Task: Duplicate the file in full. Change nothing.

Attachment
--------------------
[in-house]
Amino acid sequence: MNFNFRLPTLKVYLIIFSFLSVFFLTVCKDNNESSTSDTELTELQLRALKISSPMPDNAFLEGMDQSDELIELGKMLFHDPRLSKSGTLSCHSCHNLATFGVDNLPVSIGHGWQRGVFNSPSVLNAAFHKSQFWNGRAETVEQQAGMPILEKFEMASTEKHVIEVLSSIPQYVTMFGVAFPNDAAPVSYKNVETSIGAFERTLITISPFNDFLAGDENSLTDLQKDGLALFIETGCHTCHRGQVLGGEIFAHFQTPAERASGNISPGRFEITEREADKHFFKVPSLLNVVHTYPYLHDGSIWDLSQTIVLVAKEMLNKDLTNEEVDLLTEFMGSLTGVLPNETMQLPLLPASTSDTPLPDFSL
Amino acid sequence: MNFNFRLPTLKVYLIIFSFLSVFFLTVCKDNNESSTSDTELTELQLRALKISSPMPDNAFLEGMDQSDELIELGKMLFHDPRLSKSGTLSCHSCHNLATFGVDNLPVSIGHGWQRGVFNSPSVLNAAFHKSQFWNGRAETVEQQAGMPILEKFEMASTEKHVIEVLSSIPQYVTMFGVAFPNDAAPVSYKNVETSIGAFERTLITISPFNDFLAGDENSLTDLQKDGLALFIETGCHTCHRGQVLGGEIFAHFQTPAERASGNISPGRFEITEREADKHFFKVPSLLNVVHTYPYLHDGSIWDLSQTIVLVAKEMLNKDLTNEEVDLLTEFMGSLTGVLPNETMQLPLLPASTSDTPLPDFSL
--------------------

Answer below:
[in-house]
Amino acid sequence: MNFNFRLPTLKVYLIIFSFLSVFFLTVCKDNNESSTSDTELTELQLRALKISSPMPDNAFLEGMDQSDELIELGKMLFHDPRLSKSGTLSCHSCHNLATFGVDNLPVSIGHGWQRGVFNSPSVLNAAFHKSQFWNGRAETVEQQAGMPILEKFEMASTEKHVIEVLSSIPQYVTMFGVAFPNDAAPVSYKNVETSIGAFERTLITISPFNDFLAGDENSLTDLQKDGLALFIETGCHTCHRGQVLGGEIFAHFQTPAERASGNISPGRFEITEREADKHFFKVPSLLNVVHTYPYLHDGSIWDLSQTIVLVAKEMLNKDLTNEEVDLLTEFMGSLTGVLPNETMQLPLLPASTSDTPLPDFSL
Amino acid sequence: MNFNFRLPTLKVYLIIFSFLSVFFLTVCKDNNESSTSDTELTELQLRALKISSPMPDNAFLEGMDQSDELIELGKMLFHDPRLSKSGTLSCHSCHNLATFGVDNLPVSIGHGWQRGVFNSPSVLNAAFHKSQFWNGRAETVEQQAGMPILEKFEMASTEKHVIEVLSSIPQYVTMFGVAFPNDAAPVSYKNVETSIGAFERTLITISPFNDFLAGDENSLTDLQKDGLALFIETGCHTCHRGQVLGGEIFAHFQTPAERASGNISPGRFEITEREADKHFFKVPSLLNVVHTYPYLHDGSIWDLSQTIVLVAKEMLNKDLTNEEVDLLTEFMGSLTGVLPNETMQLPLLPASTSDTPLPDFSL